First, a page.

previous next

[154] apprehensions and forebodings, whether well or ill grounded, were sincerely felt and entertained. There was no hostility, or disloyalty entertained to the Union per se, by the Southern people—this fact ought never to be lost sight of.

In all of the Gulf States, with the exception of Louisiana, the State Democratic conventions had instructed their delegates to withdraw from the Charleston Convention in default of the insertion of a clause in the platform pledging Federal protection to slavery in the territories by appropriate legislation. The battle was thus transferred to the floor of the Charleston convention. Mr. Yancey was himself a delegate, and opened the campaign two days in advance of the day fixed for the meeting of the National Convention. The plan was to induce the delegates from all the Southern States, and failing in that, to get as many as possible, to secede from the convention, and in pursuance of this plan meetings of Southern delegates, exclusively, were held on the Friday and Saturday nights preceding the National Convention. This writer was present at these meetings, not from sympathy, however, but as a spectator of the play. Mr. Yancey declined to speak, declaring he desired to hear the other delegates express their sentiments. A delegate from Virginia observed that the absence of even a single delegate from the North at these meetings had an ominous look to him; it seemed to prefigure the disruption both of the Democracy and the Union. The National Convention of the party would convene within forty-eight hours—it was intended for friendly conference—for consultation, for a comparison of opinions, in the spirit of brotherhood, with the view of harmonizing differences. He had no doubt an adjustment could be reached by mutual concessions-at any rate, it ought to be tried. He declined to take any part in these meetings of Southern delegates exclusively, or to be bound by its action.

The speeches made in these meetings were violent and inflammatory, abounding in denunciations of the Northern Democrats as timeservers and shufflers, and representing the Republicans as being determined to wipe out slavery, even if they had to resort to servile insurrection. I remember that John Milton, a delegate from Florida (he was chosen Governor in 1862, but died in 1864), said, ‘His plan was for Southern men to take the Constitution in one hand and a musket in the other, and to march to Fanueil Hall in Boston, demand their constitutional rights, and if they were not granted, to go to ’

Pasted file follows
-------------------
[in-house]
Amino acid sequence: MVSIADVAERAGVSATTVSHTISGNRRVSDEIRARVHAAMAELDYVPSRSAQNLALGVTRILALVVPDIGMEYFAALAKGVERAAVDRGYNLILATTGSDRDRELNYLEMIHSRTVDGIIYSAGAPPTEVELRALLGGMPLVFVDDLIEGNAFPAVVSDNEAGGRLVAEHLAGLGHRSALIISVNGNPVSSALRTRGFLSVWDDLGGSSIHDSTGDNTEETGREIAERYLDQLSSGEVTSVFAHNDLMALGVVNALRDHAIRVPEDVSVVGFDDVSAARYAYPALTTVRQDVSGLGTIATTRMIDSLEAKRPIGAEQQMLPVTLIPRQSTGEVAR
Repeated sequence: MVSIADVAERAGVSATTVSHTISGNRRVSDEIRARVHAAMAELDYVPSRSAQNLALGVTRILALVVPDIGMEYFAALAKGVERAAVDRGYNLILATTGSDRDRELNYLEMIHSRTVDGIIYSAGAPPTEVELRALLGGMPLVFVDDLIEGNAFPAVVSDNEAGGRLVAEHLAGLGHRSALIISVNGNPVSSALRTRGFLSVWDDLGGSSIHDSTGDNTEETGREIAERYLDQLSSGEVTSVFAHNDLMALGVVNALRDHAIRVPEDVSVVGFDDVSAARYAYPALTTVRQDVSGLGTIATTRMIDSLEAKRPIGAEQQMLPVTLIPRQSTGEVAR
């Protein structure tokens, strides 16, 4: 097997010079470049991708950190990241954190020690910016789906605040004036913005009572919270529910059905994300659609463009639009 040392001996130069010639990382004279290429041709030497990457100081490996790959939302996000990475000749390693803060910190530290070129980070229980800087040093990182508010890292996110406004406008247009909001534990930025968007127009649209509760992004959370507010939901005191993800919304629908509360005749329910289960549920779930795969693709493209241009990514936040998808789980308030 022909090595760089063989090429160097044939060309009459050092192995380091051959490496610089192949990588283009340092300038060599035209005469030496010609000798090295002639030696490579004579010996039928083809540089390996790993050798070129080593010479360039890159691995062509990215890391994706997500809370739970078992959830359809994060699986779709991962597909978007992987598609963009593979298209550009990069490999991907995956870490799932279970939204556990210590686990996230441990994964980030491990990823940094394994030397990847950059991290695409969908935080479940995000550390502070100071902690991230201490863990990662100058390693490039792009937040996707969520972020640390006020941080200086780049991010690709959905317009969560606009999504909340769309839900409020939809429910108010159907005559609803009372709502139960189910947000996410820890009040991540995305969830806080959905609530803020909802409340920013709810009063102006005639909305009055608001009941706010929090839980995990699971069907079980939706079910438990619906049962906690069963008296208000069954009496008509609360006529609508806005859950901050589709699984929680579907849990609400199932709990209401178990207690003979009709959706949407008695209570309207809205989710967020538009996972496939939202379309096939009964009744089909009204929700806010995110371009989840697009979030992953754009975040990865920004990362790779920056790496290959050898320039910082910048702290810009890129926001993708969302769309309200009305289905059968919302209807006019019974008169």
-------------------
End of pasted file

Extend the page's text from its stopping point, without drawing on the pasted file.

Creative Commons License
This work is licensed under a Creative Commons Attribution-ShareAlike 3.0 United States License.

An XML version of this text is available for download, with the additional restriction that you offer Perseus any modifications you make. Perseus provides credit for all accepted changes, storing new additions in a versioning system.

hide Places (automatically extracted)

View a map of the most frequently mentioned places in this document.

Sort places alphabetically, as they appear on the page, by frequency
Click on a place to search for it in this document.
Louisiana (Louisiana, United States) (1)

Download Pleiades ancient places geospacial dataset for this text.

hide People (automatically extracted)
Sort people alphabetically, as they appear on the page, by frequency
Click on a person to search for him/her in this document.
William L. Yancey (2)
John Milton (1)
hide Dates (automatically extracted)
Sort dates alphabetically, as they appear on the page, by frequency
Click on a date to search for it in this document.
1864 AD (1)
1862 AD (1)
hide Display Preferences
Greek Display:
Arabic Display:
View by Default:
Browse Bar: